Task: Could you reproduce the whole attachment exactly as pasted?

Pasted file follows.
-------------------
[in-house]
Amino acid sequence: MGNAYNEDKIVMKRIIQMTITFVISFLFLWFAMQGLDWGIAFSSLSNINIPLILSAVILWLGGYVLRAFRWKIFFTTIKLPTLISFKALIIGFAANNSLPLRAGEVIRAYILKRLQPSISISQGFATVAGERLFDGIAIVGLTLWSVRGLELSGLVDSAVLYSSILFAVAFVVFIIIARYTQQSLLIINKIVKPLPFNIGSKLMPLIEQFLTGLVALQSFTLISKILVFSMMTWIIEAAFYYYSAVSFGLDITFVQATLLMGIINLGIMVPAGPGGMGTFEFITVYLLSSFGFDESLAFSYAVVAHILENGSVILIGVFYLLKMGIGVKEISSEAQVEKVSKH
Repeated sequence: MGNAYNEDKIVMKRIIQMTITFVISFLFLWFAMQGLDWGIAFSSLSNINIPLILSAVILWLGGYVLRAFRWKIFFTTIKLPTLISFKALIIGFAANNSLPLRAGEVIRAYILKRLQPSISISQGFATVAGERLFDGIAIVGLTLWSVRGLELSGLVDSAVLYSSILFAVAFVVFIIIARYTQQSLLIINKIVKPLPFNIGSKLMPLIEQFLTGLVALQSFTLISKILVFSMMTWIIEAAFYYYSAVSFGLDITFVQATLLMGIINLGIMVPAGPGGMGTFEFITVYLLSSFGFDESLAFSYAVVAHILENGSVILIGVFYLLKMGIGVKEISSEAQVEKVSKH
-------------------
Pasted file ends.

[in-house]
Amino acid sequence: MGNAYNEDKIVMKRIIQMTITFVISFLFLWFAMQGLDWGIAFSSLSNINIPLILSAVILWLGGYVLRAFRWKIFFTTIKLPTLISFKALIIGFAANNSLPLRAGEVIRAYILKRLQPSISISQGFATVAGERLFDGIAIVGLTLWSVRGLELSGLVDSAVLYSSILFAVAFVVFIIIARYTQQSLLIINKIVKPLPFNIGSKLMPLIEQFLTGLVALQSFTLISKILVFSMMTWIIEAAFYYYSAVSFGLDITFVQATLLMGIINLGIMVPAGPGGMGTFEFITVYLLSSFGFDESLAFSYAVVAHILENGSVILIGVFYLLKMGIGVKEISSEAQVEKVSKH
Repeated sequence: MGNAYNEDKIVMKRIIQMTITFVISFLFLWFAMQGLDWGIAFSSLSNINIPLILSAVILWLGGYVLRAFRWKIFFTTIKLPTLISFKALIIGFAANNSLPLRAGEVIRAYILKRLQPSISISQGFATVAGERLFDGIAIVGLTLWSVRGLELSGLVDSAVLYSSILFAVAFVVFIIIARYTQQSLLIINKIVKPLPFNIGSKLMPLIEQFLTGLVALQSFTLISKILVFSMMTWIIEAAFYYYSAVSFGLDITFVQATLLMGIINLGIMVPAGPGGMGTFEFITVYLLSSFGFDESLAFSYAVVAHILENGSVILIGVFYLLKMGIGVKEISSEAQVEKVSKH